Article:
Local outbreaks of the Zika virus are likely to occur in the United States, according to Dr. Anthony Fauci, director of the U.S. National Institute of Allergy and Infectious Diseases. The virus, which is transmitted through mosquito bites and sexual contact, has been spreading through the Americas and has been linked to the birth defect microcephaly. Some 350 cases of Zika have been reported in the United States, but in each instance, the virus was contracted abroad. During an interview with Fox News Sunday, Fauci said that he expected to see Americans contract the virus locally, but did not anticipate that the outbreak would be widespread. “It would not be surprising at all — if not likely — that we’re going to see a bit of [a local outbreak],” he said. “We’re talking about scores of cases, dozens of cases, at most.”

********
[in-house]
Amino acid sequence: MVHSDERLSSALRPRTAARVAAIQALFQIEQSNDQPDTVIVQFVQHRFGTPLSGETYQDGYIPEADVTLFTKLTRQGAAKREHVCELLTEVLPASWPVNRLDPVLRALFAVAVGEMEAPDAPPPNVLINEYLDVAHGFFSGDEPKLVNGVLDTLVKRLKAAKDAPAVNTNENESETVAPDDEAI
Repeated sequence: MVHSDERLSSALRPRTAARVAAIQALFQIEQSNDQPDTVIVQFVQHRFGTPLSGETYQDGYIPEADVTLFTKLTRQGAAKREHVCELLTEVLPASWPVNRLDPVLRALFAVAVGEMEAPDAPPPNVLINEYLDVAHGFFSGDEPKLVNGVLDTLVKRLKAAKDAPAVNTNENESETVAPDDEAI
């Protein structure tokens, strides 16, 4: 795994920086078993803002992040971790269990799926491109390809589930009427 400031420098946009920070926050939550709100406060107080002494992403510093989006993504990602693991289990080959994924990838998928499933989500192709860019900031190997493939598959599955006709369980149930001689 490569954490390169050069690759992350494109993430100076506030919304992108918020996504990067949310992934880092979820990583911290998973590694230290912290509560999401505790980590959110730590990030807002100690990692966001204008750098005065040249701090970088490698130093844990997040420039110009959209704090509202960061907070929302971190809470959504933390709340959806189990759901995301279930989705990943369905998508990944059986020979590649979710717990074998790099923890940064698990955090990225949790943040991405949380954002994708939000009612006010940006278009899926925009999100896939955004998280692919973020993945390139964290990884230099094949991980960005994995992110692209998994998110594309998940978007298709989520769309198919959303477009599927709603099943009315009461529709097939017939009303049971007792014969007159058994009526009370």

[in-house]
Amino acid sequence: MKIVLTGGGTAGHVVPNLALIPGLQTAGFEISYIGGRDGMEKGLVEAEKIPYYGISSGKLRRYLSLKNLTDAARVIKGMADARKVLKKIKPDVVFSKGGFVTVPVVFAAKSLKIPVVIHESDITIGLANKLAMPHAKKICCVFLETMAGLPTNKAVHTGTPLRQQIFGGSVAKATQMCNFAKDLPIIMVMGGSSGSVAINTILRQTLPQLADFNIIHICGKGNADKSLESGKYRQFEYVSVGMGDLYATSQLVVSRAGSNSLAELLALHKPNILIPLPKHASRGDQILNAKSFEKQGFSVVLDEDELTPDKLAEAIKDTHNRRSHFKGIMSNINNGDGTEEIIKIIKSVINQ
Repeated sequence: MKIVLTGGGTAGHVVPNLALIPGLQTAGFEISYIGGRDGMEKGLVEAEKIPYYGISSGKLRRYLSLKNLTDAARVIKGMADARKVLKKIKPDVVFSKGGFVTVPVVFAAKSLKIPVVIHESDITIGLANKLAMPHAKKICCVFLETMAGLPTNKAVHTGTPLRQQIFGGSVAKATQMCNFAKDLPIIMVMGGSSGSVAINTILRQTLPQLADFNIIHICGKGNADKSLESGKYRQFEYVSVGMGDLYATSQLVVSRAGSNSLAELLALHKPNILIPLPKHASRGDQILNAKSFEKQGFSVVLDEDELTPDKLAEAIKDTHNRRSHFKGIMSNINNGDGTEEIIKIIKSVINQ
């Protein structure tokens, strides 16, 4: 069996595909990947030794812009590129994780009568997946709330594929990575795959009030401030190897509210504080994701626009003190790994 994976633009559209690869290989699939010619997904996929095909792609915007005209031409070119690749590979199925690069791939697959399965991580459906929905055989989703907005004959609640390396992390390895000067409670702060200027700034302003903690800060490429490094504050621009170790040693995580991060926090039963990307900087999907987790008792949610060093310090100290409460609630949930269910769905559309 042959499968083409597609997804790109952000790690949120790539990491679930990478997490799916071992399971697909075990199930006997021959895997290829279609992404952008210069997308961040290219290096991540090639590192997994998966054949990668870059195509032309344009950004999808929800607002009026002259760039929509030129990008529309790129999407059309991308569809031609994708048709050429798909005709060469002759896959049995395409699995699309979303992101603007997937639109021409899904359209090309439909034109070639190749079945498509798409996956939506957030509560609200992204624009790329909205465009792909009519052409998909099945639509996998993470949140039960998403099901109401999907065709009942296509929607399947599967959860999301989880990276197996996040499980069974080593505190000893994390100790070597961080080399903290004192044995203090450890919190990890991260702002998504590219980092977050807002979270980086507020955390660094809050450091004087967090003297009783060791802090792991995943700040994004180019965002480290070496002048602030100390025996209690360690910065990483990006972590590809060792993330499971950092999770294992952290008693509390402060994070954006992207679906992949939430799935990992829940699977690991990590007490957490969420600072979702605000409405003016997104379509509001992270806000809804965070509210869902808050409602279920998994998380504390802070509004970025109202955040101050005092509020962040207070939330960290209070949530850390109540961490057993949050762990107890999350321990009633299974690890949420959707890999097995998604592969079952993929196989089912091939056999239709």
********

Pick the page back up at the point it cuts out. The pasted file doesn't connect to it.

In addition to causing microcephaly in fetuses, Zika has been linked to the neurological Guillain-Barre syndrome in adults. Fauci noted that other neurological diseases may eventually be linked to Zika, and championed the administration’s efforts to raise $1.9 billion in emergency funding to combat the virus. “We have to act now,” he said. “I can’t wait to start developing a vaccine.”
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